Last update, June 11, 2000
Cocktail Hour Chat
"We knew this all the time."
"Yah, I really don't like beating up my stuff."
"Even sheeted out the top third of the main is nuts...then there a tack staring you in the face."
"I thought I was flat today with lots of backstay pressure and mast bend...yuk!"
"That's what they say, sustained 7 to maybe 15 knots."
"Is it like reefed sails but you put on shorter sails instead?"
"Supposedly 80% of these rigs."
"That will look funny on a 6 foot mast."
"Kinda screws up what you can do with the upper mast...pass the Manhattans, please."
"Hear what you're sayin' but this has to have been approached?"
"Haven't see anything on it...need some ice?"
"Yah, sure, here ya go...nice to be on a different planet, huh?"
In our travels though publications and the Net, nothing had been remembered about a "B" rig other than the class specifications and a mention in the EC12 Manuals of heavier sail material. The class rules state maximums for certain mast positions only. Finally, after much search, master craftsman Mike Zellanack was emailed and yes, there is a cut down rig! But, to each their own. He offered to help but we were proud "different planet" folk. ...Delta Group, summer of 1999.
Our "B" Rig
So, this is what has been formulated. If any of you professional EC12 drivers know something more illuminating than our blind fumbling, sound off. This site is much for those new to the class and prepared by those new to any class, much less boat building. "Know what I mean, Vern?"
Having a set of heavy duty Mylar sails and a six foot mast on the table, made it very clear that 80% of an "A" rig was not going to work. There were too many variables. A percentage approach to the "A" rig was taken. Meaning, that "A" rig component positions were looked at, not in inch measurements from the mast step, but percentages from the step to the mast position.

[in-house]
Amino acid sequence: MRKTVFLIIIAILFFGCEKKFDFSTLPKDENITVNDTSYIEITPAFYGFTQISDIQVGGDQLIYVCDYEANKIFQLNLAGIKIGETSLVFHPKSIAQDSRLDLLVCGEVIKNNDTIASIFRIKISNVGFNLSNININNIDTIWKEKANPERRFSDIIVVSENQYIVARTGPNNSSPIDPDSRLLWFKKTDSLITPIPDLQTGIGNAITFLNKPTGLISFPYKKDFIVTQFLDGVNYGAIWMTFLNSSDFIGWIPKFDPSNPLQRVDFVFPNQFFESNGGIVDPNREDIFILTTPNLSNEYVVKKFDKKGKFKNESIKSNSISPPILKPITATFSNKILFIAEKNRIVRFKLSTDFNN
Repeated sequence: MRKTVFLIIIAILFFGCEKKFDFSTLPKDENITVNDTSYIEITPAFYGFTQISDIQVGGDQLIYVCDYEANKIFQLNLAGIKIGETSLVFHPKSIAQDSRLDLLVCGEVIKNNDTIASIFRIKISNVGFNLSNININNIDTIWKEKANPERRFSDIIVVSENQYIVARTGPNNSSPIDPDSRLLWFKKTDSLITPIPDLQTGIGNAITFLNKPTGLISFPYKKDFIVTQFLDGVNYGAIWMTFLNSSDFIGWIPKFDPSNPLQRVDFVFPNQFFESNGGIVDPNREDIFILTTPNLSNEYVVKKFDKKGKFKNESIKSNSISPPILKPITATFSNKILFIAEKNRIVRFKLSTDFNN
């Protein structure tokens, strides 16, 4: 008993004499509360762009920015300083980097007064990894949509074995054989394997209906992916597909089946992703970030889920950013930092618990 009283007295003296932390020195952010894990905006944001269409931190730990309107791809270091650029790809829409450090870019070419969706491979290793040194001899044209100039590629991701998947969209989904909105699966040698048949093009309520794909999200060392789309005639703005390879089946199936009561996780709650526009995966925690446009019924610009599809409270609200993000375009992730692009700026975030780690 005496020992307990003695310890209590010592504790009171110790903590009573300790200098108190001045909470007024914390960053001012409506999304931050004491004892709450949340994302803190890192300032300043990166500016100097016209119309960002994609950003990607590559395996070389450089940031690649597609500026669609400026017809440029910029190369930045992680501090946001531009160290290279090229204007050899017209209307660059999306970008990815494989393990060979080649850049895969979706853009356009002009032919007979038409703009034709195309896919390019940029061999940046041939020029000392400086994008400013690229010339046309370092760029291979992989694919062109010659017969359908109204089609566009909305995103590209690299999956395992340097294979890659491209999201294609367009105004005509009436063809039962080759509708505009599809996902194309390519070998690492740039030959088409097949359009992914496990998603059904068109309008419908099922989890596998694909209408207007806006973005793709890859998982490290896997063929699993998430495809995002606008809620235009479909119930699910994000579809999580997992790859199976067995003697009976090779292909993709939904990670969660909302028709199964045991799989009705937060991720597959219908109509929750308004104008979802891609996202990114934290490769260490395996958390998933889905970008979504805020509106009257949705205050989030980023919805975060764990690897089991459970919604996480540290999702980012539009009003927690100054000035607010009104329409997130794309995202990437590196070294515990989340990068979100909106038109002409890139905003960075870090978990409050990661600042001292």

Example: If your "A" rig spreader is set at 33" on a 71-7/8" mast, that is 46% from the base. Hence, the numbers below for OUR "B" mainsail and rig liking.
If you review the class specifications regarding sail rigs you will note that the luff is shorter and not the rest. Meaning, that it is not a reefed sail, but cut, as it should be. So, the booms and all that are upon them will be the same. Therefore, the main boom gooseneck will be in the same position as your "A" rig (we think).
Order your "B" rig sails. When you get them, measure them! Then translate the same setup to a standard mast. This is what showed up here:
Our measuring point on the gooseneck (top of the metal) was 4-5/8" from the base of the mast.
The luff of the mainsail was 59-3/4 inches.
The crane was 1/2" above the highest part of the mainsail head.
Now you add this up (4-5/8+59-6/8+4/8 = 64-7/8) inches needed for the mast. It was cut to that.
So, you do your personal "A" rig relationships to a "B" rig mast of your selected height.
This was ours:
The jumper spreader has been left out because it is a personal thing. We have seen mast height spreads from 4 to 7 inches below the forestay mount on "A" rigs. You need to determine what works best for you. Ours was set at 48-3/4" on the first "B" rig built here. We have no comment beyond that for we know nothing as to performance as yet. However, it should be a good ballpark number.
These photos show the "B" rig alone and with an "A" rig in background for comparison. The details for fittings are the same as other rig photos on this site. Good luck! Glad we had those Manhattans!